Band spearhead Andrew Vladeck and Co. agreed to be slimed by entire cans of neon paint, instruments in hand, while their joyful hooks blast over the unflappable imagery. Hey, it actually looks like fun, which seems to be the band’s MO—as clearly defined by the first few bars of their debut.

Fireships’ self titled debut arrived in stores in April. 
Fireships Official | Facebook | Twitter

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Graded on a Curve:
Yo La Tengo,
May I Sing With Me

Yo La Tengo has always been a hard band to put a label on. Mainly because they’re all over the fucking place, putting sweet and melodic tunes next to epic guitar blow-outs. This has led many a critic to tar them as a sort of second coming of The Velvet Underground, another band that went from lovely to jarringly dissonant at the drop of that syringe Lou Reed used to pretend he was shooting up with on stage. But Yo La Tengo lacks the panache of VU, for one simple reason: no syringes. The trio looks anything but menacing, doesn’t make decadence its subject matter, and its members could easily pass for counselors at a youth summer camp. They lack the jaded and sordid stuff of which rock legends are made. They’re too… nice.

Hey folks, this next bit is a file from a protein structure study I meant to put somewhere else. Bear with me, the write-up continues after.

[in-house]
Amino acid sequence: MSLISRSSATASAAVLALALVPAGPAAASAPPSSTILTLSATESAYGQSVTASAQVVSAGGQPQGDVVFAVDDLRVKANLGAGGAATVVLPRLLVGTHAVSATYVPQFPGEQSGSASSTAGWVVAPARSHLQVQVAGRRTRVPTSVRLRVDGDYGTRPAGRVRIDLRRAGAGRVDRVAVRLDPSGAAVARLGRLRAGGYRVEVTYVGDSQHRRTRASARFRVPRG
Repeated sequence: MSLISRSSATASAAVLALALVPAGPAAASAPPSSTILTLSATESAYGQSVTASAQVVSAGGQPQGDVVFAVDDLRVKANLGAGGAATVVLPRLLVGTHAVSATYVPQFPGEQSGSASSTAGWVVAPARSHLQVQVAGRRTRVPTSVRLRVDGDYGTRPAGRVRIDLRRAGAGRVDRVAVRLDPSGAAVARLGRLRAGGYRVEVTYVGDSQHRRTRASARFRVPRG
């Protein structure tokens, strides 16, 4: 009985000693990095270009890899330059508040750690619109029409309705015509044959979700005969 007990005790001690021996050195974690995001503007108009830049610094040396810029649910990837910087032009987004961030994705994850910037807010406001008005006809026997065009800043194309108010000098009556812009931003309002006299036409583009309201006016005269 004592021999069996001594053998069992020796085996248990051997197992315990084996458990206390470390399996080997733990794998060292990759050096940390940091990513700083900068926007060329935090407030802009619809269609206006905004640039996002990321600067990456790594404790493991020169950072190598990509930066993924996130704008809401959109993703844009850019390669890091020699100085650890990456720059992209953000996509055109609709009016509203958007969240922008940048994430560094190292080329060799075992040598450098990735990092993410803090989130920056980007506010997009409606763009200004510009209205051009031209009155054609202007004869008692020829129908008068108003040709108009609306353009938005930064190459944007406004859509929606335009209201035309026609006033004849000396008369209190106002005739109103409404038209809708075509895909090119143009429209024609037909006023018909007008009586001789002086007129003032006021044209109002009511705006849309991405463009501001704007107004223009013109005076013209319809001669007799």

The question of whether this has hurt them career-wise is debatable, but one thing’s for sure—their eclecticism can be as maddening as it is happy-making. Is their next album going to be a friendly acoustic hello (Fakebook), a ramshackle series of covers performed in as half-assed a manner as possible (Yo La Tengo Is Murdering the Classics), or a series of blistering guitar assaults on your ear holes? Or, most likely, a little bit of both? I certainly don’t know. What I do know is that they’re one of the most consistently excellent bands in the land, producing great album after great album, both decadence and adherence to a strict formula be damned.